This suggests that while UK policy and legislation promotes inclusive education, there are still barriers to its implementation barriers that could potentially have a lasting impact on the lives and the educational experiences of children and young people.
This article will focus specifically on Autism Spectrum Disorder and it will explore autism in the classroom further examining the potential barriers to learning that people with autism may face. It will also refer to strategies and techniques that teachers could adopt to create a stress-free learning environment.
Educate Yourself About The Learner
Educating yourself is a practical step for teaching any individual. You need to learn as much about the student as you can to cater and facilitate their needs. If the child has an IEP or 504 plan in place, make sure to study up on these. Knowing the accommodations ahead of time will help with a smooth transition.
If possible, touch base with the childs previous teachers. Chances are, they will have some great insight to help you learn more about your student.
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Tips For Working With Children On The Autism Spectrum
The more you know about how to support students with autism, the better prepared these children will be for academic success.
Use these five tips and accommodations for students with autism to make sure every child in your classroom feels welcome and supported:
- Avoid sensory overload in classroom decorations or activities, which can make it tough for students with autism to pay attention
- Many children with autism have difficulties understanding figurative language. If a student misunderstands a simile or idiom that you use, try to teach them what you really mean
- Sometimes, students with autism feel confused by open-ended questions. When possible, try giving your students options if they dont seem to understand your question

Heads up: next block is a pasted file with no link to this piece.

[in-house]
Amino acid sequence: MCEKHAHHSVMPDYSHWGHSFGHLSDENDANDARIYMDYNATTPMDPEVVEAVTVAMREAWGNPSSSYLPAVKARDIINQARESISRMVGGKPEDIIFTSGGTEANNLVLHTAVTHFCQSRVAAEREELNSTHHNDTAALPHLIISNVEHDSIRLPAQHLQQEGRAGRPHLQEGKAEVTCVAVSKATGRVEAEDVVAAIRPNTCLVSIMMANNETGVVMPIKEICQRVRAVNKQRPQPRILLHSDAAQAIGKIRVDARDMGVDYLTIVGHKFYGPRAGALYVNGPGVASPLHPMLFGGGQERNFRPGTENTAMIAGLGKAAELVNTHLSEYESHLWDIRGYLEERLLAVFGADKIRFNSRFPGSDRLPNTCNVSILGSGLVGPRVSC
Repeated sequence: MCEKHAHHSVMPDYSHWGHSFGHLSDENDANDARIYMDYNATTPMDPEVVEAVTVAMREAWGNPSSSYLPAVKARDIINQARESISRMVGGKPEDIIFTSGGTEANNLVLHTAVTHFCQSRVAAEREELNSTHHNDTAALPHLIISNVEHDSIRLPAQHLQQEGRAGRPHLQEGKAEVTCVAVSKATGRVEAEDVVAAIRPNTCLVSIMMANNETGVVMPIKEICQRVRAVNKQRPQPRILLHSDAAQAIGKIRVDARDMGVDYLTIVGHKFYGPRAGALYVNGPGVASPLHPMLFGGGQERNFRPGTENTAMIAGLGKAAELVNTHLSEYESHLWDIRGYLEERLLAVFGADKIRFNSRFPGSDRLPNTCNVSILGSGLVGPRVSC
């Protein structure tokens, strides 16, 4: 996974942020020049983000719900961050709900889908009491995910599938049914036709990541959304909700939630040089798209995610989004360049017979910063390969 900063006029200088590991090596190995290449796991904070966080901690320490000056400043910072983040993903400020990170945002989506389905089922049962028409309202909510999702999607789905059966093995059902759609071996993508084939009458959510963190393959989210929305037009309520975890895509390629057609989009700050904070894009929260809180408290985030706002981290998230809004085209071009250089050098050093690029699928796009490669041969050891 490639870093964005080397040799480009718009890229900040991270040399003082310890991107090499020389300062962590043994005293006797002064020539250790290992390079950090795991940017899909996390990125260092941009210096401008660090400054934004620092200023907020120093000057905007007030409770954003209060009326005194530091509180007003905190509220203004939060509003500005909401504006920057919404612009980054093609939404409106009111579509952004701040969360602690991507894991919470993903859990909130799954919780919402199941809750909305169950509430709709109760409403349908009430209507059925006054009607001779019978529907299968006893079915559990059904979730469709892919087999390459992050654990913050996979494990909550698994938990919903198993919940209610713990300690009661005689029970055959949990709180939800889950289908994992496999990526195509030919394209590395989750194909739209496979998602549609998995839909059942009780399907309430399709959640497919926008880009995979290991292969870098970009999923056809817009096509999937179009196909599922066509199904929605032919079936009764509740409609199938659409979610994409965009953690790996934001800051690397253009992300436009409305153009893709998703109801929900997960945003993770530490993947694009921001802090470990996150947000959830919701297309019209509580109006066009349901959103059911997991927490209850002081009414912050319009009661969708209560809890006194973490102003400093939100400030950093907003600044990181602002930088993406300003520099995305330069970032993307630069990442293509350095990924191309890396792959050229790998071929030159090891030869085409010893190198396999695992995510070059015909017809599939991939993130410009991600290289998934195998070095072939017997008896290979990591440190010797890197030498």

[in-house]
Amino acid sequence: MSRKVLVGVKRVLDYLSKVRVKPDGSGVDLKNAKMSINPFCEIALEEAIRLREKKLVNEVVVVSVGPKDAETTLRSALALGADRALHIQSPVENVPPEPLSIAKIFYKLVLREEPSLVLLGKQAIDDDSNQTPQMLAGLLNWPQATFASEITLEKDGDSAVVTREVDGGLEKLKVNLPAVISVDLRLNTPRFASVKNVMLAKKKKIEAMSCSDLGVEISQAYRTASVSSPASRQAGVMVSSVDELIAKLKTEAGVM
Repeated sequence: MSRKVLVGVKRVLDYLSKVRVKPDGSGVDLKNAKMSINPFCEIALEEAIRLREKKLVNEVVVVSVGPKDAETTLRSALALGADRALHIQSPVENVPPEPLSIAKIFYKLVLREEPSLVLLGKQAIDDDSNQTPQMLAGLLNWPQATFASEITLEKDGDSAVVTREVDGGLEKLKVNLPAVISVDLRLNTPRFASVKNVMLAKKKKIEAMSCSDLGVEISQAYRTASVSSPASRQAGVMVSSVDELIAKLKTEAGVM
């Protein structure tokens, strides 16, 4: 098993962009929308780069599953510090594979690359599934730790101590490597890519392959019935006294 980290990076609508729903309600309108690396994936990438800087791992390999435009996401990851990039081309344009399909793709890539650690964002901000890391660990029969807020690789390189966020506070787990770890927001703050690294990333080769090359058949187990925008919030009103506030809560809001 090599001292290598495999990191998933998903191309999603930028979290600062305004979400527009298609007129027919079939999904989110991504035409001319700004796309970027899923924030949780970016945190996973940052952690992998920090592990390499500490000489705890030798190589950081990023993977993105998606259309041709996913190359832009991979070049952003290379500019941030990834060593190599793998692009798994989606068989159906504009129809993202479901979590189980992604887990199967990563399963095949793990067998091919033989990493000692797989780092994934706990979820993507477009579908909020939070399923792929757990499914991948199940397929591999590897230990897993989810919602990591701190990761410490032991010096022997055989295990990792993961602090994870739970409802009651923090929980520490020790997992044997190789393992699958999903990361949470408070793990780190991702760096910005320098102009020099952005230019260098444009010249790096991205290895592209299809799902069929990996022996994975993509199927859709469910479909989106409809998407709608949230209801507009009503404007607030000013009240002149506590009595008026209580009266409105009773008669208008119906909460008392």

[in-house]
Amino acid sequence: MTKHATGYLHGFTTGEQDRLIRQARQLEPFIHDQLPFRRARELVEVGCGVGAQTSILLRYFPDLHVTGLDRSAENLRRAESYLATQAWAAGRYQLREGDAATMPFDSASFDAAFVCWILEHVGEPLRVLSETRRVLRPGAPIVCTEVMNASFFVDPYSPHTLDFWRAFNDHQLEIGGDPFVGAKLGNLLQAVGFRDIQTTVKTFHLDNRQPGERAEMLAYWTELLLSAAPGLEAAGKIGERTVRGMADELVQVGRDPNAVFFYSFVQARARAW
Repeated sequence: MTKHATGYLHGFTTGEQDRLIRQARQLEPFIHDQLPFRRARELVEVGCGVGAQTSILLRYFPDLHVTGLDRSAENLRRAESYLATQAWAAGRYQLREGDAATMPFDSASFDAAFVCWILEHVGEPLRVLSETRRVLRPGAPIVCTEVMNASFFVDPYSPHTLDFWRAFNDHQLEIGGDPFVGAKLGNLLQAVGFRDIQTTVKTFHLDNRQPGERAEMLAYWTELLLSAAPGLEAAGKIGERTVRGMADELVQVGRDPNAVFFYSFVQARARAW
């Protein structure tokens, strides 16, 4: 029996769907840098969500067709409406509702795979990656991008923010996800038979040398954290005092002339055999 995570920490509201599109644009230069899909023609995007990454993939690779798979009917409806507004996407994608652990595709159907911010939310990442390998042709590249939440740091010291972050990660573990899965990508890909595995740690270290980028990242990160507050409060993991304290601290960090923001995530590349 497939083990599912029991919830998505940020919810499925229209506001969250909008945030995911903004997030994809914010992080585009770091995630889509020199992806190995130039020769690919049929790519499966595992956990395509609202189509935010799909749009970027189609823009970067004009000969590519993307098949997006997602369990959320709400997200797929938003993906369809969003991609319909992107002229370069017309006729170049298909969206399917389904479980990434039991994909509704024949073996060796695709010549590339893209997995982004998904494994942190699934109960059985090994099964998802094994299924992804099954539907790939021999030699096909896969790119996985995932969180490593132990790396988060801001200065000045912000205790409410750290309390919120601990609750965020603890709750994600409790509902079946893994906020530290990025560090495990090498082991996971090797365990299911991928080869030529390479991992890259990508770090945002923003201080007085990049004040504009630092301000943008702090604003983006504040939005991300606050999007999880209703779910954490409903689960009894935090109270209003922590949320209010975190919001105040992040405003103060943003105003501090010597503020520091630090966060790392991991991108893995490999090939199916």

- Children with autism often have a special interest in a topic or activitytry using what theyre interested in to teach them. If theyre fascinated with dinosaurs, for example, you could use dinosaur figurines to teach them how to add or subtract
- Dont assume that a child with autism is intellectually disabled. If youre not sure how to best support your student, discuss their symptoms with their family or a school psychologist
Center for Disease Control and Prevention. Data & Statistics on Autism Spectrum Disorder. Retrieved from cdc.gov: https://www.cdc.gov/ncbddd/autism/data.html.
Landrigan, P.J. What causes autism? Exploring the environmental contribution. Current Opinion in Pediatrics, April 2010, 22, pp. 219-25.
Tips For Supporting Autistic Children In The Classroom
1. Establish a routine
The world is a noisy, disordered, anxiety-inducing place for children with ASD. So having a fixed routine that is stable and predictable is a great way to make a child with autism comfortable in class. While most classes are structured in nature, teachers can help autistic children understand the routine and make it clear to them.
One way to do this is to create a visual timetable. Teachers can place images to describe activities and transitions in chronological order to help the child understand how the day will progress.
2. Work with their parents
Children with ASD often have what is called sensory sensitivity that causes them to get anxious or aggressive around certain sounds or textures. But this sensitivity is specific to each child. So its best to talk to a childs parents before they start a particular class to find out what in particular disturbs them. For example, if the child hates the sound of the school bell, you may allow them to use noise-canceling headphones five minutes before the bell goes off.
3. Integrate their interests
Many children with autism can become highly skilled and focused on specific interests, whether its electronics, painting, unicorns, or a certain period in history. Teachers can use these interests as gateways to learning. For example, if you know a child is interested in cars, they can try integrating pictures of cars in their math or spelling exercises.
4. Use colorful visual aids
5. Deliver instruction visually
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How Do I Handle A Child With Autism In My Classroom With No Help
Teaching a large class of children is challenging no matter what the class composition is. Increasingly, teachers are being asked to deal with larger populations of students with special needs, students who are language learners, as well as grade-level learners all in one class. This task is incredibly difficult and requires concerted effort at differentiation and the key tool of all teachers: amazing patience.